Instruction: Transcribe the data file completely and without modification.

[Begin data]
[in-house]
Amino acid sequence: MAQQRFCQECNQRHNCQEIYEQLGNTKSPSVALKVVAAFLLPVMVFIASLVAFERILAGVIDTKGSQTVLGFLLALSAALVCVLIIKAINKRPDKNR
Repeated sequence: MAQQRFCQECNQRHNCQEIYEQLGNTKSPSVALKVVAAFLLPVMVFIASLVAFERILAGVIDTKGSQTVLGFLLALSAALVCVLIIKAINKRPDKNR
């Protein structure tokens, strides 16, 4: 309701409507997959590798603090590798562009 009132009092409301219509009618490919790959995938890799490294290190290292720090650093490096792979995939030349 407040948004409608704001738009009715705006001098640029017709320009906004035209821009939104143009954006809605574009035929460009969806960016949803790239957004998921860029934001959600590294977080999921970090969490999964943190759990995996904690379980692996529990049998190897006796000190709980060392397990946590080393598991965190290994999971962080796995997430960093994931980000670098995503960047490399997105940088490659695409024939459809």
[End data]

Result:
[in-house]
Amino acid sequence: MAQQRFCQECNQRHNCQEIYEQLGNTKSPSVALKVVAAFLLPVMVFIASLVAFERILAGVIDTKGSQTVLGFLLALSAALVCVLIIKAINKRPDKNR
Repeated sequence: MAQQRFCQECNQRHNCQEIYEQLGNTKSPSVALKVVAAFLLPVMVFIASLVAFERILAGVIDTKGSQTVLGFLLALSAALVCVLIIKAINKRPDKNR
């Protein structure tokens, strides 16, 4: 309701409507997959590798603090590798562009 009132009092409301219509009618490919790959995938890799490294290190290292720090650093490096792979995939030349 407040948004409608704001738009009715705006001098640029017709320009906004035209821009939104143009954006809605574009035929460009969806960016949803790239957004998921860029934001959600590294977080999921970090969490999964943190759990995996904690379980692996529990049998190897006796000190709980060392397990946590080393598991965190290994999971962080796995997430960093994931980000670098995503960047490399997105940088490659695409024939459809």